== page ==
CHESTNUT HILL, MA (February 19, 2013) - Say au revoir to the concierge.
The proliferation of technology focused on finding the best tickets, the hottest restaurants or the next flight out of town may mean it's time to bid adieu to the concierge and other traditional service information gatekeepers, according to new research.
Face-to-face interactions with front desk clerks and concierges are not essential for personalized service, and increasingly these encounters are being substituted with Smartphone apps and other automated service systems, according to a study in the current edition of the Journal of Service Research.
Business travelers who frequent the same hotels time and again may develop personal relationships with certain concierges over time, but a "smart digital assistant" app can provide consistent personalized recommendations for every customer, every time, no matter where they are, the researchers report.
"Recognizing that person-to-person interactions and information systems are substitutes for each other helps managers and service designers make better decisions about the investments needed to collect, store, and process information about customers and interactions," says Professor Robert J. Glushko of the University of California, Berkeley, a co-author of the new study.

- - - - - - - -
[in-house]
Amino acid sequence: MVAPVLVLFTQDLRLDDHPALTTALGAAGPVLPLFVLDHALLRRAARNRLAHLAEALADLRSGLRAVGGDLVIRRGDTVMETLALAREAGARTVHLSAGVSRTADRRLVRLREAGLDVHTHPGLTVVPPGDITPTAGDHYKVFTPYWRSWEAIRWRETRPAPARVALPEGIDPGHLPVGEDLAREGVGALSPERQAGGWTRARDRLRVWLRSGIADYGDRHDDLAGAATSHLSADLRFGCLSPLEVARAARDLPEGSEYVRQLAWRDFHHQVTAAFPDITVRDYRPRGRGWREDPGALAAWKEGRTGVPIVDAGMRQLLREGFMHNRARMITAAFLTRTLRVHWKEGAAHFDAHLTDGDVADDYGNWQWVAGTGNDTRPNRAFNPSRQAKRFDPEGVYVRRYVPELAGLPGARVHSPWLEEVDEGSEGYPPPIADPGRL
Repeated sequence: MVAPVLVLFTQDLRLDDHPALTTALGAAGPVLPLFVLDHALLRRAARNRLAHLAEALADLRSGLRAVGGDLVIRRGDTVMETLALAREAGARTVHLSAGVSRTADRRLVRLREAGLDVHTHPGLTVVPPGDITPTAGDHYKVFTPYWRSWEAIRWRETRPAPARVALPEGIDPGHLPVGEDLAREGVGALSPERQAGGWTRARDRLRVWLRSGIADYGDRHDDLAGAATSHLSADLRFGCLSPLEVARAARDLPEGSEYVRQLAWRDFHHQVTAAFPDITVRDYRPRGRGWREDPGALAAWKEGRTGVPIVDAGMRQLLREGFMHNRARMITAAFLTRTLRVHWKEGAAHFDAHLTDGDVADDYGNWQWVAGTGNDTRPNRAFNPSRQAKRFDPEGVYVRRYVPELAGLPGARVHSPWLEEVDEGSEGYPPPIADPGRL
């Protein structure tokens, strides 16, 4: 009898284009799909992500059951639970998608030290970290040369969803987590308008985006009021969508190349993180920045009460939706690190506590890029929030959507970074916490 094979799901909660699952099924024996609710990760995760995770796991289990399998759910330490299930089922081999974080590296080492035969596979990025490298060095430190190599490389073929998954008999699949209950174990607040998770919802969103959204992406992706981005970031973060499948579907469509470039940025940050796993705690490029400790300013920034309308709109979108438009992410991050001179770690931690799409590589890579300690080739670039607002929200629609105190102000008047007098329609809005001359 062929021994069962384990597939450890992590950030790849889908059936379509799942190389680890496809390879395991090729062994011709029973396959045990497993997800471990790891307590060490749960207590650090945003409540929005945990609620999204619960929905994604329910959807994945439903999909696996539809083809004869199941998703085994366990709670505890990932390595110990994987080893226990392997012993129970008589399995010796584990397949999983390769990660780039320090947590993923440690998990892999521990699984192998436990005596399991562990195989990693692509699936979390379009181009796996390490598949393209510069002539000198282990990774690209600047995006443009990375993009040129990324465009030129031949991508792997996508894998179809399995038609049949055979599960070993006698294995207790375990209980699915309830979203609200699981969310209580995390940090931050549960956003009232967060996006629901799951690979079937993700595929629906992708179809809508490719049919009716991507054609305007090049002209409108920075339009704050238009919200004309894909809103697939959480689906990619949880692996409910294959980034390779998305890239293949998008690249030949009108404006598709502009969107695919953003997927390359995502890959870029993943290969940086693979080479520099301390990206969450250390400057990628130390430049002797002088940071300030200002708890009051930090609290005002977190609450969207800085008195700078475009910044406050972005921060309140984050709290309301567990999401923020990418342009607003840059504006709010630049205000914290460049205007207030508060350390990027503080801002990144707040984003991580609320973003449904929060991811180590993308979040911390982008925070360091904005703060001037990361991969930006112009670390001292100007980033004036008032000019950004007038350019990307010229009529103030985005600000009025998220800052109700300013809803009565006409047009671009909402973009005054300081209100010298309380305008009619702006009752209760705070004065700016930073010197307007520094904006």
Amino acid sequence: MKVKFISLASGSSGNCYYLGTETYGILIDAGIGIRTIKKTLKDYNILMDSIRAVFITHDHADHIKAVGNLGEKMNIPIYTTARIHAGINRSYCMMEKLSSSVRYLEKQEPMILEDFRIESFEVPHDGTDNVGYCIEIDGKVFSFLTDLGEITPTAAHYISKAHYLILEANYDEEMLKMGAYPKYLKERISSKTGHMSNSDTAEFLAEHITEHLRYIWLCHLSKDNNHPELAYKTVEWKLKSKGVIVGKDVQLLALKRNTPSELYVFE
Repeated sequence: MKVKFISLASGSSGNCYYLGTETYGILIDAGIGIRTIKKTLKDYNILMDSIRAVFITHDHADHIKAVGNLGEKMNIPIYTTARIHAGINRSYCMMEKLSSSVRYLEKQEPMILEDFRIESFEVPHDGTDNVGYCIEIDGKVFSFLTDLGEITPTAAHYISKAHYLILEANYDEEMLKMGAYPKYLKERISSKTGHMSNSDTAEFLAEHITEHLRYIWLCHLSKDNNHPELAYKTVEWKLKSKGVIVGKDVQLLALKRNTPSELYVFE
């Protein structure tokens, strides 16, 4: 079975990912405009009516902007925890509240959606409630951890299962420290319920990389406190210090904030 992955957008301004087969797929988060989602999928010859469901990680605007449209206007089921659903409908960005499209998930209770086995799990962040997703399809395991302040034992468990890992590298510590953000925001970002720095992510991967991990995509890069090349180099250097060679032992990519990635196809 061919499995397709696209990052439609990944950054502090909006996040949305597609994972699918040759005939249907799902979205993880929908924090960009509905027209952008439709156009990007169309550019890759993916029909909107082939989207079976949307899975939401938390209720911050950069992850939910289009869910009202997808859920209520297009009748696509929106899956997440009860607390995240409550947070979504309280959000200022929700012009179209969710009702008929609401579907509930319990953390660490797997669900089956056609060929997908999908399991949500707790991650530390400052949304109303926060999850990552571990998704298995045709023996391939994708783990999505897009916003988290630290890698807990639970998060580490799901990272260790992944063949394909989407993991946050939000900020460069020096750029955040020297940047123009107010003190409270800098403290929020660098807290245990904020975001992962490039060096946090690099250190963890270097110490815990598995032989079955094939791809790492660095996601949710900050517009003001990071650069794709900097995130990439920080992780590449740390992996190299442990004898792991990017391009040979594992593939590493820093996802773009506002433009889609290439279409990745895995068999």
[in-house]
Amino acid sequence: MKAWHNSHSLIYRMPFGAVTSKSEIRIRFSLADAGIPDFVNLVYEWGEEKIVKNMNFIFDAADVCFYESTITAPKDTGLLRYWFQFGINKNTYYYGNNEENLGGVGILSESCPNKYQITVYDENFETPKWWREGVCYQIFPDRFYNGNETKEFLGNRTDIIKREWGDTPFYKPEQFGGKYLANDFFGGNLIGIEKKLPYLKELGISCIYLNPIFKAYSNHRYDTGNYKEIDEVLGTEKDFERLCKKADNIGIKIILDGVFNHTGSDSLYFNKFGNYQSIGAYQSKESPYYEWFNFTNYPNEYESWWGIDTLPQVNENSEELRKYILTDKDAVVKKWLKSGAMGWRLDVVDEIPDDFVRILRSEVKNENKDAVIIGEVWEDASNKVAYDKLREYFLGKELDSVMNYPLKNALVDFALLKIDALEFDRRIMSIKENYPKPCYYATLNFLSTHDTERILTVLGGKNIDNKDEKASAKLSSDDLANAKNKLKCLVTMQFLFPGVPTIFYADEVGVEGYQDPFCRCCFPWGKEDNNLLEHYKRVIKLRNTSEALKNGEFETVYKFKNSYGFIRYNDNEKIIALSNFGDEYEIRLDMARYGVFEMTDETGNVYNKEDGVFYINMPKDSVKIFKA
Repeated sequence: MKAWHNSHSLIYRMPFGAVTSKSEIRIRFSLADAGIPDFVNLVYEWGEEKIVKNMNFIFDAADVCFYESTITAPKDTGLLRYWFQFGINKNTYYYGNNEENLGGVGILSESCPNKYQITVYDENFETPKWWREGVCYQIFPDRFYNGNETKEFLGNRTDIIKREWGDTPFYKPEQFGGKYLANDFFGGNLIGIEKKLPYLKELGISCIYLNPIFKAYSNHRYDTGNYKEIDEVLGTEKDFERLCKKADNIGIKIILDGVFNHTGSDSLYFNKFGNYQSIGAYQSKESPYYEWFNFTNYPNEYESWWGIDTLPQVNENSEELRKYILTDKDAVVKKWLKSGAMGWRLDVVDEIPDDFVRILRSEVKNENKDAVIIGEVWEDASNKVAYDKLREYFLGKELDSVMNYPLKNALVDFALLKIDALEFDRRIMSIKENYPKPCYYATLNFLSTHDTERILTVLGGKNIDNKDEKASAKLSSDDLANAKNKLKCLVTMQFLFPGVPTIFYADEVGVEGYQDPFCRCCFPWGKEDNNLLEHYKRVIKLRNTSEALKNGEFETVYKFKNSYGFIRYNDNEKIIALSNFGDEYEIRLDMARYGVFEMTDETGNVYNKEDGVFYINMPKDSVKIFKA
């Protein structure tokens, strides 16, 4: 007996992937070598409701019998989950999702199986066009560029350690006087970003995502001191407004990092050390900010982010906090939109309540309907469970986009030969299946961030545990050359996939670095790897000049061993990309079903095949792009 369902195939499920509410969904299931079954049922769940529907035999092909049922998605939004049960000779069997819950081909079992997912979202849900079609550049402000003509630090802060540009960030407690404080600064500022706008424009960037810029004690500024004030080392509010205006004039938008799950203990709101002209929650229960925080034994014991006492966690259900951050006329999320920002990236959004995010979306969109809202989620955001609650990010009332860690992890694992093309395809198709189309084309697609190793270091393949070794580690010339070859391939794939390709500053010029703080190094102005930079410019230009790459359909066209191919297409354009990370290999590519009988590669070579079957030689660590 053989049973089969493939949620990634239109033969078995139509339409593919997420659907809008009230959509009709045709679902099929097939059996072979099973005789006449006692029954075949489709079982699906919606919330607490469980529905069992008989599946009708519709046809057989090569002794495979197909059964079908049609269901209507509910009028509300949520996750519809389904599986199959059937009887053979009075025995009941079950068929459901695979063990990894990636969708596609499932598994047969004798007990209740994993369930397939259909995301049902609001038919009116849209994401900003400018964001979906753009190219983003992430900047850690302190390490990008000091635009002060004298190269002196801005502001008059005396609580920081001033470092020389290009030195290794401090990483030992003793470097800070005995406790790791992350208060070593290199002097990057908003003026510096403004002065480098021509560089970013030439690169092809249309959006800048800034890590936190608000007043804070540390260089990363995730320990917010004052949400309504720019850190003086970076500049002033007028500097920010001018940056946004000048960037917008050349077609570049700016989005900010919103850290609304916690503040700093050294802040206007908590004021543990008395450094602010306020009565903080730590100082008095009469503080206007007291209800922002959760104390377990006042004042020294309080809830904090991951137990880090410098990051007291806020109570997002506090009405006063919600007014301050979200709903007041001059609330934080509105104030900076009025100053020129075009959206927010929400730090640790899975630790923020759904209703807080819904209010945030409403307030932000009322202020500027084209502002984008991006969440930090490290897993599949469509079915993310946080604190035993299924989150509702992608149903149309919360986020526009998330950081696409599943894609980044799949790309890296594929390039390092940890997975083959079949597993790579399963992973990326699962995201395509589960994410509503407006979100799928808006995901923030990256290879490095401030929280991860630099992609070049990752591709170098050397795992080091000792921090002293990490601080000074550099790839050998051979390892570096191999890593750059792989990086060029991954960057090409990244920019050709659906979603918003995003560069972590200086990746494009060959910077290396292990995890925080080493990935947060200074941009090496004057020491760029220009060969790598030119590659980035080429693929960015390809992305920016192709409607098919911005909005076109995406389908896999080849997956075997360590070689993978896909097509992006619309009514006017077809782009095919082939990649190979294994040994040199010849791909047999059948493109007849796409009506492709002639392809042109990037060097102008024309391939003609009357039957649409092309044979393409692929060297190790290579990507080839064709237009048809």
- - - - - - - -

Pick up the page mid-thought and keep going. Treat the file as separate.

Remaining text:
Service providers can collect information about customer preferences through methods such as customer satisfaction forms and tracking "likes" on Facebook or other social media. But automated service systems and applications can capture both explicit and implicit feedback, and do it in the most complete and effective way possible. Already, service systems can record customers' choices, track navigation or record web browsing behavior. Almost instantaneously, these systems can exploit that information to personalize future recommendations.
"Imagine an app that combines TripIt, TripAdvisor, Yelp, and a personal assistant, all into one," explains Boston College Accenture Professor of Marketing and Journal of Service Research editor Katherine Lemon. "These types of applications have the power to re-shape the service landscape across multiple industries."
Co-authors Glushko and Karen Joy Nomorosa, a senior semantic analyst at Rearden Commerce, Inc., envision an app that personalizes customer experiences by developing personalized systems that integrate across all service platforms, from hotels, to dining, to booking flights.
Of course, there are still customers who enjoy the "lazy chatty conversation with a bank teller or hotel front desk clerk," Nomorosa points out, but "for every customer who enjoys a lazy chat, there is surely someone who wants a minimalist information-driven experience."
The Journal of Service Research is edited by Katherine Lemon, Accenture Professor of Marketing at Boston College's Carroll School of Management, and published by Sage in Thousand Oaks, California.